Urethralimplants are one method to help treat incontinence due to a weak sphincter. Implanting (injecting) a bulking agent into your urethra may help close the sphincter and restore most or all of your control over urine flow. These implants may be made of synthetic materials or collagen, which is a protein naturally found in the body of animals and humans. Urethral implants are usually done in the hospital on an outpatient basis.
- To keep you from feeling pain during the procedure, your urethra and bladder area may be numbed (local anesthesia), your body below the waist may be numbed (regional anesthesia), or you may be completely asleep (general anesthesia).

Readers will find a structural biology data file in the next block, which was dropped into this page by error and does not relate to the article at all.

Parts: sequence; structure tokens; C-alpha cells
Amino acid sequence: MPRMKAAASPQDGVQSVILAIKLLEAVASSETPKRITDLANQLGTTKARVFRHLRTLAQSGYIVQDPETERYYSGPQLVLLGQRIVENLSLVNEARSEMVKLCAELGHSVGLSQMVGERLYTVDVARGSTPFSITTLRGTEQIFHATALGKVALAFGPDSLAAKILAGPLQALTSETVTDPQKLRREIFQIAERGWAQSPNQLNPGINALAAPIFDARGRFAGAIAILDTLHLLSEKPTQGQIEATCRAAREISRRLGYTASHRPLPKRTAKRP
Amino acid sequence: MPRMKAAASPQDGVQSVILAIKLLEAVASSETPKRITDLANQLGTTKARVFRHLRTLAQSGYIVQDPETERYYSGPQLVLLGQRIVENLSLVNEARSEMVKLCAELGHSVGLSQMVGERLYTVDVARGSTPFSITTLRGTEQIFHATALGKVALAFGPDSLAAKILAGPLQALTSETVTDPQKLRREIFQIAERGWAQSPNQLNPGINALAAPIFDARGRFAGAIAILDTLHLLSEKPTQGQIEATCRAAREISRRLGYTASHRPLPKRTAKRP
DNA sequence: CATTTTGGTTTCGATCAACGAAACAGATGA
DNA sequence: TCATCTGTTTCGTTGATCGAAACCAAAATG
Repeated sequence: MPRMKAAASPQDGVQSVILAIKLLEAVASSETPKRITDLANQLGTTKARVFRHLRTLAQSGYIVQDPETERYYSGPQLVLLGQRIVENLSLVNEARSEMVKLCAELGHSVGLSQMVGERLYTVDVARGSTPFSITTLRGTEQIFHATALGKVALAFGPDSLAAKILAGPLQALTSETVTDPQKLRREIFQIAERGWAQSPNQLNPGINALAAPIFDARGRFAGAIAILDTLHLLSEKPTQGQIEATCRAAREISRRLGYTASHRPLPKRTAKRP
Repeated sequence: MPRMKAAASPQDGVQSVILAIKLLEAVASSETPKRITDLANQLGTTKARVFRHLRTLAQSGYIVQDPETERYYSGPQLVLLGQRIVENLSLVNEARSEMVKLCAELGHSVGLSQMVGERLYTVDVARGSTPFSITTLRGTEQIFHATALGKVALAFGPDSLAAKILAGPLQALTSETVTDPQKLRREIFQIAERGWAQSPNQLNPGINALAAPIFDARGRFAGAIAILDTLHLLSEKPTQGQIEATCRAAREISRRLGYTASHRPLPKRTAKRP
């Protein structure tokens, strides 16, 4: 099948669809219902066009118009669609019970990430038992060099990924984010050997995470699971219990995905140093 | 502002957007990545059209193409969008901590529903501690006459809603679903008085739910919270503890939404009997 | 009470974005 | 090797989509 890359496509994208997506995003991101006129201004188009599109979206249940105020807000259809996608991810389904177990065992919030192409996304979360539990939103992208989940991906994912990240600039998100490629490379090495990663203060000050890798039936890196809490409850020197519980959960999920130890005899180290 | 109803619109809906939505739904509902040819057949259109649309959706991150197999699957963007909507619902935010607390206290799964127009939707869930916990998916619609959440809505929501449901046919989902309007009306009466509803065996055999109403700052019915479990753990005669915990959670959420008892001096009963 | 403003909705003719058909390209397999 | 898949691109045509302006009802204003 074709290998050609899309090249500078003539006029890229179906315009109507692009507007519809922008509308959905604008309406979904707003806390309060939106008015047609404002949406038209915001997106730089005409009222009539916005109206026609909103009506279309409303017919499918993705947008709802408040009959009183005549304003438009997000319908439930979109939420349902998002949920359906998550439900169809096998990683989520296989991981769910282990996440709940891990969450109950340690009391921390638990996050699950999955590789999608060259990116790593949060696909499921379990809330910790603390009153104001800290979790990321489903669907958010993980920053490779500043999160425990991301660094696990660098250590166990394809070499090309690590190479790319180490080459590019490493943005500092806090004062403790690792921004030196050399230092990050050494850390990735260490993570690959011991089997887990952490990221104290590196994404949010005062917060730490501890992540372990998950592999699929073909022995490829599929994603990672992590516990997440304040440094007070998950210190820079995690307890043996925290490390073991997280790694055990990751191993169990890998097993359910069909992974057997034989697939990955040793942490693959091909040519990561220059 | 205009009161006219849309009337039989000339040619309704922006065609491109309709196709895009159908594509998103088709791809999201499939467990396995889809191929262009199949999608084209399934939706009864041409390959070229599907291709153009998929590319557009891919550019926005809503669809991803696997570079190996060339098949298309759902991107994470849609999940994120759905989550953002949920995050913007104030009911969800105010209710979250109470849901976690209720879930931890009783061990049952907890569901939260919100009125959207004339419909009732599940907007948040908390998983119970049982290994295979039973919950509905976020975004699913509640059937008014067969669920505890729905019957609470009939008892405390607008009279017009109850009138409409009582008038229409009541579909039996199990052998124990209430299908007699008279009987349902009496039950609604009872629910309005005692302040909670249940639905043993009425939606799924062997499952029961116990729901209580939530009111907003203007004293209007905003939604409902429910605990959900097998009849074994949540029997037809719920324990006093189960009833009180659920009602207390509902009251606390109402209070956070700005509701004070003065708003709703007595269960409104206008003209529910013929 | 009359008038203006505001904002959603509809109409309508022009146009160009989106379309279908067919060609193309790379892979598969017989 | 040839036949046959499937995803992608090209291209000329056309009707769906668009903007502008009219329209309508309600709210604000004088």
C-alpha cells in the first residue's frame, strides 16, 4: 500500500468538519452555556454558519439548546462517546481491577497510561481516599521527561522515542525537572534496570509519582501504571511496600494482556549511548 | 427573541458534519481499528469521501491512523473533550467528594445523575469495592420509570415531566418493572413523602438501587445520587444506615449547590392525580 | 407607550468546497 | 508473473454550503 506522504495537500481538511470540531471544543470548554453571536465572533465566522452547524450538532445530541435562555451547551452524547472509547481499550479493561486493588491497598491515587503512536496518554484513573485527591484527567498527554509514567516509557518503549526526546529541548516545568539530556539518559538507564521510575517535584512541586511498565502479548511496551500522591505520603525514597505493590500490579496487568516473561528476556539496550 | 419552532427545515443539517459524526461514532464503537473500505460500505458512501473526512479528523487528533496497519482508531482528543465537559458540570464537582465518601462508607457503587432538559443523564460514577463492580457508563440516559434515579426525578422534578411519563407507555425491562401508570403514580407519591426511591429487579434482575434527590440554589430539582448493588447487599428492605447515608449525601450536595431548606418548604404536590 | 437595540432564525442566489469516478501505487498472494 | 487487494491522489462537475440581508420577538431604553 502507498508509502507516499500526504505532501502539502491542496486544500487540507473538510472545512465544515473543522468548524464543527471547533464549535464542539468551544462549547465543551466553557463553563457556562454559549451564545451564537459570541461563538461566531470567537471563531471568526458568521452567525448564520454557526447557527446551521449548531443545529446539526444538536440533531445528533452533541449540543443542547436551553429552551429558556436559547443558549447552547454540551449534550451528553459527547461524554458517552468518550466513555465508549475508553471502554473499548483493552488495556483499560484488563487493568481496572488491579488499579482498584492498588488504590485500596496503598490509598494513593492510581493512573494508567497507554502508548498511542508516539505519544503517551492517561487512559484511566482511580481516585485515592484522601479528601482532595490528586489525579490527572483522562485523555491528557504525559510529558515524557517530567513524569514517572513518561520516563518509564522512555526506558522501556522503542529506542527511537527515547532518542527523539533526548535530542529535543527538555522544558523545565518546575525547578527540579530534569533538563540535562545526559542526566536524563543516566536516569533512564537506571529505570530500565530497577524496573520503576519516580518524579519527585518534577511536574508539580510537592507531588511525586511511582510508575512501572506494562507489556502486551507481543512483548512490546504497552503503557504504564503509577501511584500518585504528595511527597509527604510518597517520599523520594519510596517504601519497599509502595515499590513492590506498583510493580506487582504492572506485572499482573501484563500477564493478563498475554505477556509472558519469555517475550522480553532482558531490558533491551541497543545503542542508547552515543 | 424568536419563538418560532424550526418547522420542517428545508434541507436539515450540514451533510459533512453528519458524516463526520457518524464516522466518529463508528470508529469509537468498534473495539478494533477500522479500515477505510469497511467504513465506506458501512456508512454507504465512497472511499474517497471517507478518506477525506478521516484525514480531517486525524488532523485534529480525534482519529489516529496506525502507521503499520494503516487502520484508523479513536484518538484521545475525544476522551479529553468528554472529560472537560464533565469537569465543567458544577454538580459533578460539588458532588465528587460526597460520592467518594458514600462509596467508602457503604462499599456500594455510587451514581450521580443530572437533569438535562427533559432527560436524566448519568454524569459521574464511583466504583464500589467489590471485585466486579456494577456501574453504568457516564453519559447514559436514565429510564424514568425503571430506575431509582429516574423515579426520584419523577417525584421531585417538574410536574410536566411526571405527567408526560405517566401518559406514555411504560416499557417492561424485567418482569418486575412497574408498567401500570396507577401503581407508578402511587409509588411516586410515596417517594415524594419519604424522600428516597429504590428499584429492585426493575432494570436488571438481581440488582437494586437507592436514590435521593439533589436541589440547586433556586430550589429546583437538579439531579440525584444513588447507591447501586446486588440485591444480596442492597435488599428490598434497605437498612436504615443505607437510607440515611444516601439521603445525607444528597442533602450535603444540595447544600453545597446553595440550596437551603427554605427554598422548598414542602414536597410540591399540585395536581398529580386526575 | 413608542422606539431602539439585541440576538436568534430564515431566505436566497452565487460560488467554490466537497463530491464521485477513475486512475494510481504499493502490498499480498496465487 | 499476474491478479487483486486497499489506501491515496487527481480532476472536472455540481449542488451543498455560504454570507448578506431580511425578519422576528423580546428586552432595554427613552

- The doctor inserts a cystoscope (a thin, tubelike telescope) into your urethra. This instrument lets the doctor see the inside of your urethra.
- A needle is inserted (either through the cystoscope or along the outside of your urethra) into the sphincter area.
- The doctor injects a bulking agent through this needle into the wall of the urethra. The injections make the tissue close up, which stops urine from leaking out of the bladder. When you try to urinate, the tissue separates naturally to allow urine to flow.
Possible Complications (Rare)
- Temporary or permanent worsening of incontinence
- Infection of the bladder or urethra
- Pain or discomfort at the injection site
- Inability to urinate (urinary retention)
- Allergic reaction to collagen
When to Call Your Doctor
Call your doctor if you experience any of the following symptoms after your implant procedure:
- Problems urinating
- Signs of infection (fever over 101.0°F, chills, frequent urination, urgent urination)